About the Artist
Early Life and Education
Frank Stella was born in Malden, Massachusetts in 1936. His father was a gynecologist, his mother schooled in fashion design and painted landscapes. After graduating from Phillips Academy in Andover, Massachusetts, Stella went to Princeton. He majored in history and took art classes at night. Abstract painter Darby Bannard and art critic Michael Fried, were fellow students and friends of Stella’s. The three men had appreciable influence on each others work and remained friends, even after graduation.
Stella moved to New York in 1958 and began a series of Black Paintings, which were made up of controlled bands of black paint, the antithesis of Abstract Expressionism. Four of the Black Paintings were shown as part of the Sixteen Americans exhibit at MoMA in 1959, which catapulted Stella into the limelight of the New York art world. In the 1960s, Stella began to work with colors and shapes. Much of his early work was done on shaped canvasses, with which he explored the limits of a painting. The shaped canvasses eventually led him to explore both hanging and free-standing sculpture.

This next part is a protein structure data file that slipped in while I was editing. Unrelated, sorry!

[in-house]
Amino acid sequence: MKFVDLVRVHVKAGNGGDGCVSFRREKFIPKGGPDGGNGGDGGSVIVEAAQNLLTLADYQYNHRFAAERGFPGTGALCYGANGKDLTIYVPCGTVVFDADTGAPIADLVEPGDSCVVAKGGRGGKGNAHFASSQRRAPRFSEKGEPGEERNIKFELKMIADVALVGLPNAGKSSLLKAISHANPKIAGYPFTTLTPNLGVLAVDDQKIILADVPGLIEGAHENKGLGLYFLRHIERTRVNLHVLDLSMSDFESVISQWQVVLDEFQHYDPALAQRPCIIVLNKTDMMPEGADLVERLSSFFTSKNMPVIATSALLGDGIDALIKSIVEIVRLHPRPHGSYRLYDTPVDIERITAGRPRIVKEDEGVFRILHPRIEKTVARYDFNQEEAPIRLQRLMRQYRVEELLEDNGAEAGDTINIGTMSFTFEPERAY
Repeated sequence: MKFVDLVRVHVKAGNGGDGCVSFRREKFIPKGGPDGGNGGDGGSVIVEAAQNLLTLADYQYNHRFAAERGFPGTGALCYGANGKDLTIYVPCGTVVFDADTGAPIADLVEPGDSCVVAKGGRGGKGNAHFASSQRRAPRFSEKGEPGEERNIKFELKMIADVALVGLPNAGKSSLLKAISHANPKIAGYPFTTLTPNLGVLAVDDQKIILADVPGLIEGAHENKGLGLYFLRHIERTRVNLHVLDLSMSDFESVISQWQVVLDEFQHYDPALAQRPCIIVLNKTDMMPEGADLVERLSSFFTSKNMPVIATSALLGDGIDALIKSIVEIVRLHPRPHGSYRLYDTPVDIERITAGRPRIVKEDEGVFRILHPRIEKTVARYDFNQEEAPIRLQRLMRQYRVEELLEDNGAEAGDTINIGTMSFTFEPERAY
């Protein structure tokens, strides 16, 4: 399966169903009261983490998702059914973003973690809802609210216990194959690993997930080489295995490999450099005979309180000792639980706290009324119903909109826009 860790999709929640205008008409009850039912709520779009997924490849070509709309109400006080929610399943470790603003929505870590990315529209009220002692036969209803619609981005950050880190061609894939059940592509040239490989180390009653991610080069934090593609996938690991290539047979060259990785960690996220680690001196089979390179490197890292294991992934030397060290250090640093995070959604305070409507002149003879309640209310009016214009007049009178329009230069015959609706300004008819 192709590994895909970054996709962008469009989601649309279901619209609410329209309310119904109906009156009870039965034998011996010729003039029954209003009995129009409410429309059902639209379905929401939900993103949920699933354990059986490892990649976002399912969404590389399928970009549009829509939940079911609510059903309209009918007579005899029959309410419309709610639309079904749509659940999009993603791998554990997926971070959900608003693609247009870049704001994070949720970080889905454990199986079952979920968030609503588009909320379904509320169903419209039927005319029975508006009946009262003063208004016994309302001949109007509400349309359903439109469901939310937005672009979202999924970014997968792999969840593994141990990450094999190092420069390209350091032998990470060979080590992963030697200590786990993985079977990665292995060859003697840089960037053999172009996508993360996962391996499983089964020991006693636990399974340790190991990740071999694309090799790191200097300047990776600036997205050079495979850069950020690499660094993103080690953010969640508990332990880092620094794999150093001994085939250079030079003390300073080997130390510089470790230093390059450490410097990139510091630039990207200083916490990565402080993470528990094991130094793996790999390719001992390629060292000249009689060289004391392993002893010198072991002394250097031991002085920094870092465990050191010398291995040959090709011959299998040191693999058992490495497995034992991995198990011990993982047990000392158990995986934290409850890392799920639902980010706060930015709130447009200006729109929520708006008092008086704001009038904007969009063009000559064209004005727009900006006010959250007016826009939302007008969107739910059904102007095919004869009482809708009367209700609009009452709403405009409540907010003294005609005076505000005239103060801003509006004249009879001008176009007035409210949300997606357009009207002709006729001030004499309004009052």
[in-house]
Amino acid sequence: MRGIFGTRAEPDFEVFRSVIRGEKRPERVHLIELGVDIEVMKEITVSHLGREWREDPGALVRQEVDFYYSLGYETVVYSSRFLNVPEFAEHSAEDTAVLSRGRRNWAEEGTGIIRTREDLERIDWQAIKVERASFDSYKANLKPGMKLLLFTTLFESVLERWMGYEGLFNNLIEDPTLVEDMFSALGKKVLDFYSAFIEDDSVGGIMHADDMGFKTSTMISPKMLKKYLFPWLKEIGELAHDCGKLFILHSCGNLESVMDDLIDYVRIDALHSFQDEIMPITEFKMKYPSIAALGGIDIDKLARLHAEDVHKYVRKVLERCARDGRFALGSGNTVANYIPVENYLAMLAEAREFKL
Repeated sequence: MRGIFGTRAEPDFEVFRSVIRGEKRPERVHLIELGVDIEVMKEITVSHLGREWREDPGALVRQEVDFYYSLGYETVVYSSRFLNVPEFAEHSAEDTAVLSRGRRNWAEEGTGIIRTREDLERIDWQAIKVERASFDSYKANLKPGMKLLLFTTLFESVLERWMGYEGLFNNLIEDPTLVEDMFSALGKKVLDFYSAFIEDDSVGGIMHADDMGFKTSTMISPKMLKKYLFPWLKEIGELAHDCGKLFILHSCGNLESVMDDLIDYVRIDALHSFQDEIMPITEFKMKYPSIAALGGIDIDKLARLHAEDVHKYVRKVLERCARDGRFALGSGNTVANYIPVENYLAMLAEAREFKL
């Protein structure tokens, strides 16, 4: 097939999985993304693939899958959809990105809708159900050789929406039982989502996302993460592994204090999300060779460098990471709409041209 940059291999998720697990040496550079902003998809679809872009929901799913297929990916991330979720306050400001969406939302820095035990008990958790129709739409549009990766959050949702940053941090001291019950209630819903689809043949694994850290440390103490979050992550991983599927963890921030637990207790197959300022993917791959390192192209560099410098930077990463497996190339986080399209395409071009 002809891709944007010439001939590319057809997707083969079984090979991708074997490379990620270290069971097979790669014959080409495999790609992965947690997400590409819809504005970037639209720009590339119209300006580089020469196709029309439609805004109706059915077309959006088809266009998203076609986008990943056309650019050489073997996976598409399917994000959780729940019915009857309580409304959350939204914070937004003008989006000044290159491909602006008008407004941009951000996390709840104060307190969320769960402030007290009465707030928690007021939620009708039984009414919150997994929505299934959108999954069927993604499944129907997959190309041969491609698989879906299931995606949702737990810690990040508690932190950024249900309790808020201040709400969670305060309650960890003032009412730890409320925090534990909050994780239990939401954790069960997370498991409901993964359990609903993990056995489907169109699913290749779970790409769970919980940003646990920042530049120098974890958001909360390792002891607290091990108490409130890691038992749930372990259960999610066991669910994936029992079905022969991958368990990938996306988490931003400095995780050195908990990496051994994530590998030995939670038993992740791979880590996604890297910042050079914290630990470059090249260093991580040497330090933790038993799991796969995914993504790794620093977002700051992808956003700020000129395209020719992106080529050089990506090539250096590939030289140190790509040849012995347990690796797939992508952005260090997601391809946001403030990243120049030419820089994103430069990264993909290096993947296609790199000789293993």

He installed printing equipment in his studio and created etchings, lithographs and screenprints, as well as paintings. In 1970, at age 34, Stella became the youngest artist to have a retrospective at MoMA. In 2015, the Whitney Museum of American Art held a retrospective of Stella’s work from the past sixty years.
Stella was married to art critic and historian Barbara Rose from 1961 to 1969. He married his current wife, Dr. Harriet McGurk, a pediatrician, in 1978. Stella had two children with each of his wives. In 2009, Stella was awarded the National Medal of Arts by President Barack Obama. At age 82, Stella still lives in the West Village studio he bought in 1967, and works from his studio in upstate New York.